Monday, April 13, 2009

Revisiting 1999: When Bad Movies Happen to Good Directors

This is another in a series of remembrances of the year 1999, a year I feel is greatest year of film I have experienced (keep in mind I'm only 27, so I wasn't able to experience the glory years of innovative cinema in the 60's and 70's). So far I've discussed the sorta-forgettable films and the films that just don't hold up. Also, here's me waxing nostalgic about 1999.

The term bad, as it will be used here, is a relative term. I’m thinking more of the kind of bad movie that were it directed by a lesser auteur (lesser compared to some of the names you'll see on this list) would be a good movie . For example: when I go to a movie and I see that Sydney Pollack has directed it, I expect the film to be decent enough; inevitably (and probably unfairly) the cinephile is bound to thrust a certain set of expectations onto the film they are about to watch. So, take this list for what it’s worth – I know I am bound to ruffle a few feathers with some of these titles – in no way, though, am I saying that all of these titles are dogs…just some of them. More thoughts after the ellipses…

Any Given Sunday (Oliver Stone):

This film is Oliver Stone’s failed attempts to bring the gridiron to the big screen. He wanted to make it flashy and gritty all at once – grabbing your attention by putting you in the moment as if the viewer were “in the trenches” with the “big uglies” (see that’s football speak). However, what Stone does is make a mess of a film filled with glutinous scene after glutinous scene, which seems to exist solely to bludgeon the senses. The fake football teams don’t help (it’s no surprise either that the NFL would not want to be associated with this movie) and neither do the fake football moments; leaving the film feeling more like the The Program. Al Pacino is at his over-the-top best, and the film almost succeeds as camp; however, you cannot help but feel that Stone was going for something serious here, a love song to his favorite sport perhaps? I don’t know, but it goes to show that unless you are doing a retelling of a famous football event, football films never work because they can never match the drama associated with the actual sport, no matter how in-the-moment the director thinks he’s placing the audience. The obvious evidence here that Any Given Sunday is just a sad attempt at one-upping real football is when Stone has a players eye pop out on the field, and we get a nice close-up of the goriness. Uhhh yeeaaaahhh. What is this a Fulci film? Also, the less said about Lawrence Taylor’s performance the better.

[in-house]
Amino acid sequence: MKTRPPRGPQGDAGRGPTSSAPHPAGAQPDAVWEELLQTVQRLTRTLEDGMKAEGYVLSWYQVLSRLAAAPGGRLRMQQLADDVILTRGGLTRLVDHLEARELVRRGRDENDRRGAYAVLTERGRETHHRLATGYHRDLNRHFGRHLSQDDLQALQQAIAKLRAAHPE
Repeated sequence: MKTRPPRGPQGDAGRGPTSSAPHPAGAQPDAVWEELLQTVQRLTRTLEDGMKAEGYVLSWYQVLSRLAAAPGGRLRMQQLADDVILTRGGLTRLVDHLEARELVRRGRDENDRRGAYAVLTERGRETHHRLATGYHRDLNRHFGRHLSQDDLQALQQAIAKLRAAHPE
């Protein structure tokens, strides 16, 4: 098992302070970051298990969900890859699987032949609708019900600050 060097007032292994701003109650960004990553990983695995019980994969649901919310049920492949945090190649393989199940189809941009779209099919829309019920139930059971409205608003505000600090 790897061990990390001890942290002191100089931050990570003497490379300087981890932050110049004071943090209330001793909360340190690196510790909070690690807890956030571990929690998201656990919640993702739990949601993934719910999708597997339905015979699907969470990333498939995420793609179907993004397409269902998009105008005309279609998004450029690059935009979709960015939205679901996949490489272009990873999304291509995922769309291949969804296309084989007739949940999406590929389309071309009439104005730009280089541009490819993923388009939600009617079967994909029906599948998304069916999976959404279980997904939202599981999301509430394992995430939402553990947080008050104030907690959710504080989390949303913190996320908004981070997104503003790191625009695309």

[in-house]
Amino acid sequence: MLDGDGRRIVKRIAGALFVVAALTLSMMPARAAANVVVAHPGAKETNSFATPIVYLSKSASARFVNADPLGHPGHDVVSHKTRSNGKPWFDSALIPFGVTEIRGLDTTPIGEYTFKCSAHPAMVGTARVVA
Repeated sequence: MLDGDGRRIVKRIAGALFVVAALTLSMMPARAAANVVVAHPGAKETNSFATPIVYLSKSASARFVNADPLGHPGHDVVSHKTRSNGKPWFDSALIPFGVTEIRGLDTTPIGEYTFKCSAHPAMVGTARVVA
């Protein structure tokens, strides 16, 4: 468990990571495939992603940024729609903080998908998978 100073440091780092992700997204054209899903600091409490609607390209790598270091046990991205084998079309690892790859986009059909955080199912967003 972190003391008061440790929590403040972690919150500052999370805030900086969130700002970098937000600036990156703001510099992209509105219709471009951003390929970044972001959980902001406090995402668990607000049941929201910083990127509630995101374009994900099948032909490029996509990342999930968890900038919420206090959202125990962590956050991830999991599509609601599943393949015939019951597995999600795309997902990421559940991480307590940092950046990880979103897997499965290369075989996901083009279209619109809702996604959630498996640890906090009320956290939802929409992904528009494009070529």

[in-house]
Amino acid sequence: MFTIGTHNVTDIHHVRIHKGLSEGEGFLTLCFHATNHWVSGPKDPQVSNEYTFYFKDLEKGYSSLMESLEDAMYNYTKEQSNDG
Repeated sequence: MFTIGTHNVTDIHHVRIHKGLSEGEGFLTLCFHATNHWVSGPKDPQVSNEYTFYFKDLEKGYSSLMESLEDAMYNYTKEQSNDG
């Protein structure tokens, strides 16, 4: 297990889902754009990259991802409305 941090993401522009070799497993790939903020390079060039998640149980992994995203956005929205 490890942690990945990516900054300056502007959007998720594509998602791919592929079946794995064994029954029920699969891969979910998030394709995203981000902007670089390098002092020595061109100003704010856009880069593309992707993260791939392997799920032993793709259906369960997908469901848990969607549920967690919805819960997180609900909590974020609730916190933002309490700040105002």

Fight Club (David Fincher):

Here we go: I am sure to get some comments about this one, but allow me to explain myself the best I can. I remember going to see this in the theater and being blown away by the opening half of the film: the IKEA catalog scene, the self-help group hoping, Meat Loaf (!), and the irreverence of it all; it felt so fresh and new like a slap across the comatose face that the film industry needed. Yes, Fight Club’s first half fit with all of the other films of 1999 I associated with those same adjectives (Three Kings, Bringing Out the Dead, Magnolia, Being John Malkovich). However, once the film goes into Militia mode I began to lose interest: the constant fighting, the dilapidated house scenes, the ending with the split personality ending; it all felt so stale compares to the opening of the film. That stuff never much interested me as a 17 year old (maybe it was above me), so I thought I would give the film another chance.

Upon further review I still feel like the beginning of the movie is an unquestionable masterpiece, but like most of my feelings towards Palahniuk’s work I felt the stories message was too smug and self-aware (those are my 27 year old thoughts). The performances are good here (Pitt at the genesis of his great performance run, and Norton had yet to become stale and one-note – or as like to call him the American Anthony Hopkins) and Fincher’s camera finds the right note. This is a perfect example of what I mean by a movie that is not criminally bad; I just don’t think it’s as great as everyone claims it is. Maybe I need to rage against the machine more, I don’t know, but the end of the film and its core philosophies just don’t jive with me. But man, that opening 45 minutes is something else. This film is only considered bad because of how brilliant it started. I never thought much of Fincher’s prior work (Seven is a gruesome, but affective and absorbing thriller; The Game and Panic Room are nothing more than glossy garbage) but his visual eye was undeniably one of the best (and freshest) working within the Hollywood machine. Fincher of course would make his masterpiece with 2007’s Zodiac.

The Loss of Sexual Innocence (Mike Figgis):

Mike Figgis is a director is wild-card. You never know what you’re going to get with is eclectic mix of avant garde and mainstream Hollywood style of filmmaking. His Leaving Las Vegas is a masterpiece, and not just because of the performances by Nic Cage and Elisabeth Shue; no the film works so well because of the nuances and the way he juxtaposes pain and love scene after scene – in the hands of a lesser filmmaker (or perhaps a more mainstream filmmaker) Leaving Las Vegas would most likely have been a mess. Sandwiched in between some Hollywood clunkers (Mr. Jones, Cold Creek Manor) and some indie darlings (Mrs. Julie, Leaving Las Vegas, Time Code) is the peculiar, experimental film The Loss of Sexual Innocence.